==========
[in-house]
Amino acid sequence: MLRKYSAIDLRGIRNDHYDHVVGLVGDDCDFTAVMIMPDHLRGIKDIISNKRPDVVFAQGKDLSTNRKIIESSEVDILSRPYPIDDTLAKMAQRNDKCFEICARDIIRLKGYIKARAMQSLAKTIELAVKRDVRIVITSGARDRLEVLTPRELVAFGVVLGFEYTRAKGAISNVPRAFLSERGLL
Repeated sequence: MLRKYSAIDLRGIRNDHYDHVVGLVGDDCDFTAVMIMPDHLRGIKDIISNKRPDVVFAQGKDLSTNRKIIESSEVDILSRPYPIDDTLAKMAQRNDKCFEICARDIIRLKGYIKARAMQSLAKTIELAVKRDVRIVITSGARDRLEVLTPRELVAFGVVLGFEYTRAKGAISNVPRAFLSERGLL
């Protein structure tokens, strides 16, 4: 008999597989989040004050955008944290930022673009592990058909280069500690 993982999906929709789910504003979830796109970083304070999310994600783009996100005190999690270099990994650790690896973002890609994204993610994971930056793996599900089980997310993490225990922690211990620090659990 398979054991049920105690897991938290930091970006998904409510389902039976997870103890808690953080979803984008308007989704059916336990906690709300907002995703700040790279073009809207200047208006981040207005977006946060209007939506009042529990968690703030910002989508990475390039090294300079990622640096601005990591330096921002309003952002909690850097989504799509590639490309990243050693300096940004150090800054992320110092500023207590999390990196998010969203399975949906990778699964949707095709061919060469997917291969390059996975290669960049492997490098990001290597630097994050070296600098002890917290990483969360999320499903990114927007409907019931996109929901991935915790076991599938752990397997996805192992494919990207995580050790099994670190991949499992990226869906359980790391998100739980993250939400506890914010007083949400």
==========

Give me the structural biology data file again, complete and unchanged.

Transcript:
[in-house]
Amino acid sequence: MLRKYSAIDLRGIRNDHYDHVVGLVGDDCDFTAVMIMPDHLRGIKDIISNKRPDVVFAQGKDLSTNRKIIESSEVDILSRPYPIDDTLAKMAQRNDKCFEICARDIIRLKGYIKARAMQSLAKTIELAVKRDVRIVITSGARDRLEVLTPRELVAFGVVLGFEYTRAKGAISNVPRAFLSERGLL
Repeated sequence: MLRKYSAIDLRGIRNDHYDHVVGLVGDDCDFTAVMIMPDHLRGIKDIISNKRPDVVFAQGKDLSTNRKIIESSEVDILSRPYPIDDTLAKMAQRNDKCFEICARDIIRLKGYIKARAMQSLAKTIELAVKRDVRIVITSGARDRLEVLTPRELVAFGVVLGFEYTRAKGAISNVPRAFLSERGLL
């Protein structure tokens, strides 16, 4: 008999597989989040004050955008944290930022673009592990058909280069500690 993982999906929709789910504003979830796109970083304070999310994600783009996100005190999690270099990994650790690896973002890609994204993610994971930056793996599900089980997310993490225990922690211990620090659990 398979054991049920105690897991938290930091970006998904409510389902039976997870103890808690953080979803984008308007989704059916336990906690709300907002995703700040790279073009809207200047208006981040207005977006946060209007939506009042529990968690703030910002989508990475390039090294300079990622640096601005990591330096921002309003952002909690850097989504799509590639490309990243050693300096940004150090800054992320110092500023207590999390990196998010969203399975949906990778699964949707095709061919060469997917291969390059996975290669960049492997490098990001290597630097994050070296600098002890917290990483969360999320499903990114927007409907019931996109929901991935915790076991599938752990397997996805192992494919990207995580050790099994670190991949499992990226869906359980790391998100739980993250939400506890914010007083949400």